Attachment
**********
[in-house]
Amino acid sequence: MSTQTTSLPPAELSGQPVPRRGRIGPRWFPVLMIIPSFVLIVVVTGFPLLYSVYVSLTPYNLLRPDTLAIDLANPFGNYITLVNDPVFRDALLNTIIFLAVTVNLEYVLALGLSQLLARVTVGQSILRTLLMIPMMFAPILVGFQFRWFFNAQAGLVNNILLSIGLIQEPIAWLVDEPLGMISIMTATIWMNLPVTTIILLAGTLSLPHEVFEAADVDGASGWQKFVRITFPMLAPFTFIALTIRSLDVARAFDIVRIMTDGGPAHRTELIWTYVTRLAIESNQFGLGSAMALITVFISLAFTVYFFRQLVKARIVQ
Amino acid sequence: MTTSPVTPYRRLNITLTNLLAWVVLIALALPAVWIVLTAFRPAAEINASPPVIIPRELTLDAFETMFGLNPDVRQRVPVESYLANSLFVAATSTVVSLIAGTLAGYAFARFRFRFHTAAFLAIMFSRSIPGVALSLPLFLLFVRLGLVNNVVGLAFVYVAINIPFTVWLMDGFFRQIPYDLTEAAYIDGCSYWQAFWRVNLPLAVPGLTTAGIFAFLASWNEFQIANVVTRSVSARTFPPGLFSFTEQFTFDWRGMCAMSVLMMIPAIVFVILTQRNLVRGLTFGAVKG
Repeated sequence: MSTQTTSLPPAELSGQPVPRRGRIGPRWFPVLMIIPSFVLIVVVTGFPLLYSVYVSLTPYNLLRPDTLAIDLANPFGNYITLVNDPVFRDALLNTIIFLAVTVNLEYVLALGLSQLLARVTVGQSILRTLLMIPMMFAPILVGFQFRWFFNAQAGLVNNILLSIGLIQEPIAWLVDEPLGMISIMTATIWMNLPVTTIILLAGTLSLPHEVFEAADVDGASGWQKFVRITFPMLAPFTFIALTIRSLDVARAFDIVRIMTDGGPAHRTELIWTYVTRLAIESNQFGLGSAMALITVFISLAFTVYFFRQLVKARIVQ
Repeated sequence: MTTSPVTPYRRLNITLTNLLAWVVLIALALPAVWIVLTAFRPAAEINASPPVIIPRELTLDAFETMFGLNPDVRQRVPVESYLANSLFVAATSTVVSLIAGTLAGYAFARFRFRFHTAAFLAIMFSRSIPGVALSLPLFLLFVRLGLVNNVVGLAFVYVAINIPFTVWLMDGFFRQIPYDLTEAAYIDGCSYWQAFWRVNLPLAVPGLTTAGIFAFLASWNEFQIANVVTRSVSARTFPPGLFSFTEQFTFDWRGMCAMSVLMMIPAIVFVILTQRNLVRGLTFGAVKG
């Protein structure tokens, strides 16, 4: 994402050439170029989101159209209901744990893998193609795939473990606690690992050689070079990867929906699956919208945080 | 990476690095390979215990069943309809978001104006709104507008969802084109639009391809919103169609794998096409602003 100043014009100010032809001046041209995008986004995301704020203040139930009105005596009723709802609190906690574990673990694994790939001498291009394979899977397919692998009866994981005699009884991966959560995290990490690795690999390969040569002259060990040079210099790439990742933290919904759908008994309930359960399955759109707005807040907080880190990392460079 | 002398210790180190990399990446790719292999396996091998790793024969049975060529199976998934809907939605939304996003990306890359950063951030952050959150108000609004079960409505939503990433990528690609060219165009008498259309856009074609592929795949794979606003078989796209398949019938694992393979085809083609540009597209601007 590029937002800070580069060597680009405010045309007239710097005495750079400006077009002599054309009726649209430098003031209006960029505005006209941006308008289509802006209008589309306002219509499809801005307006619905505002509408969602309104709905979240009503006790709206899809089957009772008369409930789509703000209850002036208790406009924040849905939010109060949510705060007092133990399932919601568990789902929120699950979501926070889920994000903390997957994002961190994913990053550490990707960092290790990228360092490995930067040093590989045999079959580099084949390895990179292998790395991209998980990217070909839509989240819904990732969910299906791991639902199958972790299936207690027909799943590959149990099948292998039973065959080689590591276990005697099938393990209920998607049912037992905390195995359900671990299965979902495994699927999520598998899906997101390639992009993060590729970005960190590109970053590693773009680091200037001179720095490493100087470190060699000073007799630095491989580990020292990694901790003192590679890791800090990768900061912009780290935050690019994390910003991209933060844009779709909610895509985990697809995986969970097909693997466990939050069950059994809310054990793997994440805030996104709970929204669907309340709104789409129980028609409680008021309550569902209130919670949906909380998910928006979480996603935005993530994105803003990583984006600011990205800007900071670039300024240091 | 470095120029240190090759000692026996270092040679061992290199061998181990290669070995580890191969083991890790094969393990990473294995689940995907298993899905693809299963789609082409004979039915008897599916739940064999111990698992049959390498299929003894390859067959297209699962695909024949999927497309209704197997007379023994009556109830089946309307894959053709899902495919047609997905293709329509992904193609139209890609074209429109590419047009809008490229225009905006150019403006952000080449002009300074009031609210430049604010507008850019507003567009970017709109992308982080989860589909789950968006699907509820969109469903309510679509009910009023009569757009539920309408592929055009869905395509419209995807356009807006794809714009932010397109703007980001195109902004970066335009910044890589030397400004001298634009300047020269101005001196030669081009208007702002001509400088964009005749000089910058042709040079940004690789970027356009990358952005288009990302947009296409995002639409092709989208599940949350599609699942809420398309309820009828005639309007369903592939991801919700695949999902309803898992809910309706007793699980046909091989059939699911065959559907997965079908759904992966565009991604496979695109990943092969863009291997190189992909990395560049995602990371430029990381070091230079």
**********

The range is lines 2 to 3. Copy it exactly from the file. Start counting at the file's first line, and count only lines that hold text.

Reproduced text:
Amino acid sequence: MSTQTTSLPPAELSGQPVPRRGRIGPRWFPVLMIIPSFVLIVVVTGFPLLYSVYVSLTPYNLLRPDTLAIDLANPFGNYITLVNDPVFRDALLNTIIFLAVTVNLEYVLALGLSQLLARVTVGQSILRTLLMIPMMFAPILVGFQFRWFFNAQAGLVNNILLSIGLIQEPIAWLVDEPLGMISIMTATIWMNLPVTTIILLAGTLSLPHEVFEAADVDGASGWQKFVRITFPMLAPFTFIALTIRSLDVARAFDIVRIMTDGGPAHRTELIWTYVTRLAIESNQFGLGSAMALITVFISLAFTVYFFRQLVKARIVQ
Amino acid sequence: MTTSPVTPYRRLNITLTNLLAWVVLIALALPAVWIVLTAFRPAAEINASPPVIIPRELTLDAFETMFGLNPDVRQRVPVESYLANSLFVAATSTVVSLIAGTLAGYAFARFRFRFHTAAFLAIMFSRSIPGVALSLPLFLLFVRLGLVNNVVGLAFVYVAINIPFTVWLMDGFFRQIPYDLTEAAYIDGCSYWQAFWRVNLPLAVPGLTTAGIFAFLASWNEFQIANVVTRSVSARTFPPGLFSFTEQFTFDWRGMCAMSVLMMIPAIVFVILTQRNLVRGLTFGAVKG